Right- but how does that change now Fantasy magazine is online? How does that change for Fantasy magazine? If you've read the magazine, you know the content is completely different from SH and the two don't even carry similarities. I only see this as a great thing for Fantasy readers- more free content can only be good.
I had my reservations as to whether you wanted a genuine answer or were just looking to fight. Why, I do not know, but nevertheless:
>but how does that change now Fantasy magazine is online?
1) it means I can access it easily now, and so can others;
2) it means I don't have to scrape my money together to try and buy an issue of something I may not like;
3) it means I can easily link to a story I like and tell others "Go read this, it's good";
4) it means I'll have to manage my time better with my online reading. It is one advantage of print, that I am more willing to take my time to read through an entire mag, whereas with online pubs I'll just skim and skip if I fall behind;
5) to quote my first sentence to this post: "I, for one, am pleased to see this"
>How does that change for Fantasy magazine?
I can only answer from the personal, which is that I am taking more of an active interest now. In the grand scheme of things, I think it's potentially the best move to engage more readers, but it remains to be seen how it will play out.
>more free content can only be good.
some is good, but there is a limit. Glutting the market and letting supply outweight demand has never been a smart move.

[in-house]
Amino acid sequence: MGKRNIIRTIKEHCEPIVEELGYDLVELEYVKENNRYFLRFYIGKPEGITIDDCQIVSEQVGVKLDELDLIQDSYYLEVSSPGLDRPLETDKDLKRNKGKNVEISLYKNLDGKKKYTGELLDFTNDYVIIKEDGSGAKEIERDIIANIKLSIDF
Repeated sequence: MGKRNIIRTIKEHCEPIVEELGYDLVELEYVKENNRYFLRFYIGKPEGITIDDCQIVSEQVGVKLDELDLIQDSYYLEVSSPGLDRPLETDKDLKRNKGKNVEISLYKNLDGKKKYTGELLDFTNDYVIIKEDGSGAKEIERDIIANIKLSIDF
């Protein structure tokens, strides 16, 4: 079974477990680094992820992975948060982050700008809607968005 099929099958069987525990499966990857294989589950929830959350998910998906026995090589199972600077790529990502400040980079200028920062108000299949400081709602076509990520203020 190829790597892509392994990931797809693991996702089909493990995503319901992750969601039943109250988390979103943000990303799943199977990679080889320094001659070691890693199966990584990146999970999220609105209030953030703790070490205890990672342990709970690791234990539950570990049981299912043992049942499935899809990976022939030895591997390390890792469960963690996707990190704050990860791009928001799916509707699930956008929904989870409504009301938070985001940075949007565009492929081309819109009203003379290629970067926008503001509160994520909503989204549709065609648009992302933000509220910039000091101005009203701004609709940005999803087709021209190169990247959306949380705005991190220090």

No, I was actually interested in your response. By what I meant by "how this will change" is- how will this negatively effect the readers of Fantasy magazine?
Certainly a glut already exists in online fiction. But Fantasy magazine, is, I think, different because it had already proved itself. And there is not a glut on good online fiction- just the opposite. I can name only a few online venues I read frequently, but I can list a long list of magazines I subscribe to.
I misunderstood; my apologies.
>how will this negatively effect the readers of Fantasy magazine?
I don't know; this is something that Sean or Paul would be better able to answer. The criteria - above - is that most of Fantasy's readers are likely to be online readers too.
They probably will lose some, maybe even permanently, but in the long run, it has the potential to rope in more readers, and probably most of the existing ones will just move with the zine. Fantasy has made a good start, but it does have an advantage over, say ROF, that it's not as long established, so the readership hasn't been entrenched in a print medium yet.